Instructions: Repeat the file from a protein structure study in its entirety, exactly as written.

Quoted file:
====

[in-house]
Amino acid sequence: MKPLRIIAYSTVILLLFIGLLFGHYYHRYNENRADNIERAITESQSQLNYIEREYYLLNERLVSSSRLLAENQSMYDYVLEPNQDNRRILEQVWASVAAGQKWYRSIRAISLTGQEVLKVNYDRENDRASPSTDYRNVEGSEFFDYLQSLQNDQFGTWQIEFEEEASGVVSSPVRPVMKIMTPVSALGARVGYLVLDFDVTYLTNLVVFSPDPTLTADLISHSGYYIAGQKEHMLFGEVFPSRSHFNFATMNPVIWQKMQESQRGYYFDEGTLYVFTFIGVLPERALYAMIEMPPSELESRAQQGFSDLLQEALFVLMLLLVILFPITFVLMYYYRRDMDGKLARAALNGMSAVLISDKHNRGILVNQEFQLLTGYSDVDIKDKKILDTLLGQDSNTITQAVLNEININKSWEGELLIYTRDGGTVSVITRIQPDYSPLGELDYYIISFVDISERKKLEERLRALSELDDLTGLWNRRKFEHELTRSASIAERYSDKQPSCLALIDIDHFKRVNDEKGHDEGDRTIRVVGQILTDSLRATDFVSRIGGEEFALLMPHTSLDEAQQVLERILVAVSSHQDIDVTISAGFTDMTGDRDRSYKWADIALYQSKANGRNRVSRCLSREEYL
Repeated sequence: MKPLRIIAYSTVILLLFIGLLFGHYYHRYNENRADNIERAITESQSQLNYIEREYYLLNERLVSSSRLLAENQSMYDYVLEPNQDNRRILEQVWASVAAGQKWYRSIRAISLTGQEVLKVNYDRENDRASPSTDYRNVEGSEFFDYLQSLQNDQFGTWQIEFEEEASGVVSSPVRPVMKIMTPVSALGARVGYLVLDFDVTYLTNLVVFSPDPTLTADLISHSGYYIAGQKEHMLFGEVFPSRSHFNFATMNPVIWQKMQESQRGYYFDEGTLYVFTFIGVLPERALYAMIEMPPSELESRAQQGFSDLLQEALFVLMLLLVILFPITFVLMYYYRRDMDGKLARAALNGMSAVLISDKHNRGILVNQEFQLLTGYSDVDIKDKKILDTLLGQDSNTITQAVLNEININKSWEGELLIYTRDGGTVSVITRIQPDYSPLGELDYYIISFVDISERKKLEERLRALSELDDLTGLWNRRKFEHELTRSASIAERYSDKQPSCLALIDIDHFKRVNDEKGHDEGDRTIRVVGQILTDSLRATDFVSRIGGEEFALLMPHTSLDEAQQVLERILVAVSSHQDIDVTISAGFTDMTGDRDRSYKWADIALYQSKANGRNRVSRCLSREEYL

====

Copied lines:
[in-house]
Amino acid sequence: MKPLRIIAYSTVILLLFIGLLFGHYYHRYNENRADNIERAITESQSQLNYIEREYYLLNERLVSSSRLLAENQSMYDYVLEPNQDNRRILEQVWASVAAGQKWYRSIRAISLTGQEVLKVNYDRENDRASPSTDYRNVEGSEFFDYLQSLQNDQFGTWQIEFEEEASGVVSSPVRPVMKIMTPVSALGARVGYLVLDFDVTYLTNLVVFSPDPTLTADLISHSGYYIAGQKEHMLFGEVFPSRSHFNFATMNPVIWQKMQESQRGYYFDEGTLYVFTFIGVLPERALYAMIEMPPSELESRAQQGFSDLLQEALFVLMLLLVILFPITFVLMYYYRRDMDGKLARAALNGMSAVLISDKHNRGILVNQEFQLLTGYSDVDIKDKKILDTLLGQDSNTITQAVLNEININKSWEGELLIYTRDGGTVSVITRIQPDYSPLGELDYYIISFVDISERKKLEERLRALSELDDLTGLWNRRKFEHELTRSASIAERYSDKQPSCLALIDIDHFKRVNDEKGHDEGDRTIRVVGQILTDSLRATDFVSRIGGEEFALLMPHTSLDEAQQVLERILVAVSSHQDIDVTISAGFTDMTGDRDRSYKWADIALYQSKANGRNRVSRCLSREEYL
Repeated sequence: MKPLRIIAYSTVILLLFIGLLFGHYYHRYNENRADNIERAITESQSQLNYIEREYYLLNERLVSSSRLLAENQSMYDYVLEPNQDNRRILEQVWASVAAGQKWYRSIRAISLTGQEVLKVNYDRENDRASPSTDYRNVEGSEFFDYLQSLQNDQFGTWQIEFEEEASGVVSSPVRPVMKIMTPVSALGARVGYLVLDFDVTYLTNLVVFSPDPTLTADLISHSGYYIAGQKEHMLFGEVFPSRSHFNFATMNPVIWQKMQESQRGYYFDEGTLYVFTFIGVLPERALYAMIEMPPSELESRAQQGFSDLLQEALFVLMLLLVILFPITFVLMYYYRRDMDGKLARAALNGMSAVLISDKHNRGILVNQEFQLLTGYSDVDIKDKKILDTLLGQDSNTITQAVLNEININKSWEGELLIYTRDGGTVSVITRIQPDYSPLGELDYYIISFVDISERKKLEERLRALSELDDLTGLWNRRKFEHELTRSASIAERYSDKQPSCLALIDIDHFKRVNDEKGHDEGDRTIRVVGQILTDSLRATDFVSRIGGEEFALLMPHTSLDEAQQVLERILVAVSSHQDIDVTISAGFTDMTGDRDRSYKWADIALYQSKANGRNRVSRCLSREEYL